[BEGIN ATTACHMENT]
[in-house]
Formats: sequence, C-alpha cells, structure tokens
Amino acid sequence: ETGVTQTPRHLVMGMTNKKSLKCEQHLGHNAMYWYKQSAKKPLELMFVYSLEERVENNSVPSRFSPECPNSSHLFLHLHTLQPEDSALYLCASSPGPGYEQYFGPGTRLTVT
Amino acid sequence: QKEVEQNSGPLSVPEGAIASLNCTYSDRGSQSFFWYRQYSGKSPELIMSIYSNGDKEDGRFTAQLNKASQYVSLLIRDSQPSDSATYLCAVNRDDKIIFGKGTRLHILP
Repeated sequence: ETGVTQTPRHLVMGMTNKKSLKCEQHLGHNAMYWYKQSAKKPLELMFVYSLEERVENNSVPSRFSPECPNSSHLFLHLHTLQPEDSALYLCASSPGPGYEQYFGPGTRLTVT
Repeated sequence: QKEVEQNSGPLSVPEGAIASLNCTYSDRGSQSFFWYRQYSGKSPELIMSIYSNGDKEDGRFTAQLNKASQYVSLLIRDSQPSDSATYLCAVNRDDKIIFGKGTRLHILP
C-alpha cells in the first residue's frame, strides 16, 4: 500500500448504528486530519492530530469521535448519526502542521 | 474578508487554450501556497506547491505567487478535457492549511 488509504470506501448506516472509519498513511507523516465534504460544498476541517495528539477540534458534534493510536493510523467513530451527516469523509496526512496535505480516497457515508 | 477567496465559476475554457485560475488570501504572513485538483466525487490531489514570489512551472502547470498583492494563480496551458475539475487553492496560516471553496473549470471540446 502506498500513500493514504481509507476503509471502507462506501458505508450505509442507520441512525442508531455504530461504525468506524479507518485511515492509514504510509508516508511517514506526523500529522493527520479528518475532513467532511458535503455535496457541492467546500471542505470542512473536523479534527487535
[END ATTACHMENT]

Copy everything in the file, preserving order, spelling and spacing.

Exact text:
[in-house]
Formats: sequence, C-alpha cells, structure tokens
Amino acid sequence: ETGVTQTPRHLVMGMTNKKSLKCEQHLGHNAMYWYKQSAKKPLELMFVYSLEERVENNSVPSRFSPECPNSSHLFLHLHTLQPEDSALYLCASSPGPGYEQYFGPGTRLTVT
Amino acid sequence: QKEVEQNSGPLSVPEGAIASLNCTYSDRGSQSFFWYRQYSGKSPELIMSIYSNGDKEDGRFTAQLNKASQYVSLLIRDSQPSDSATYLCAVNRDDKIIFGKGTRLHILP
Repeated sequence: ETGVTQTPRHLVMGMTNKKSLKCEQHLGHNAMYWYKQSAKKPLELMFVYSLEERVENNSVPSRFSPECPNSSHLFLHLHTLQPEDSALYLCASSPGPGYEQYFGPGTRLTVT
Repeated sequence: QKEVEQNSGPLSVPEGAIASLNCTYSDRGSQSFFWYRQYSGKSPELIMSIYSNGDKEDGRFTAQLNKASQYVSLLIRDSQPSDSATYLCAVNRDDKIIFGKGTRLHILP
C-alpha cells in the first residue's frame, strides 16, 4: 500500500448504528486530519492530530469521535448519526502542521 | 474578508487554450501556497506547491505567487478535457492549511 488509504470506501448506516472509519498513511507523516465534504460544498476541517495528539477540534458534534493510536493510523467513530451527516469523509496526512496535505480516497457515508 | 477567496465559476475554457485560475488570501504572513485538483466525487490531489514570489512551472502547470498583492494563480496551458475539475487553492496560516471553496473549470471540446 502506498500513500493514504481509507476503509471502507462506501458505508450505509442507520441512525442508531455504530461504525468506524479507518485511515492509514504510509508516508511517514506526523500529522493527520479528518475532513467532511458535503455535496457541492467546500471542505470542512473536523479534527487535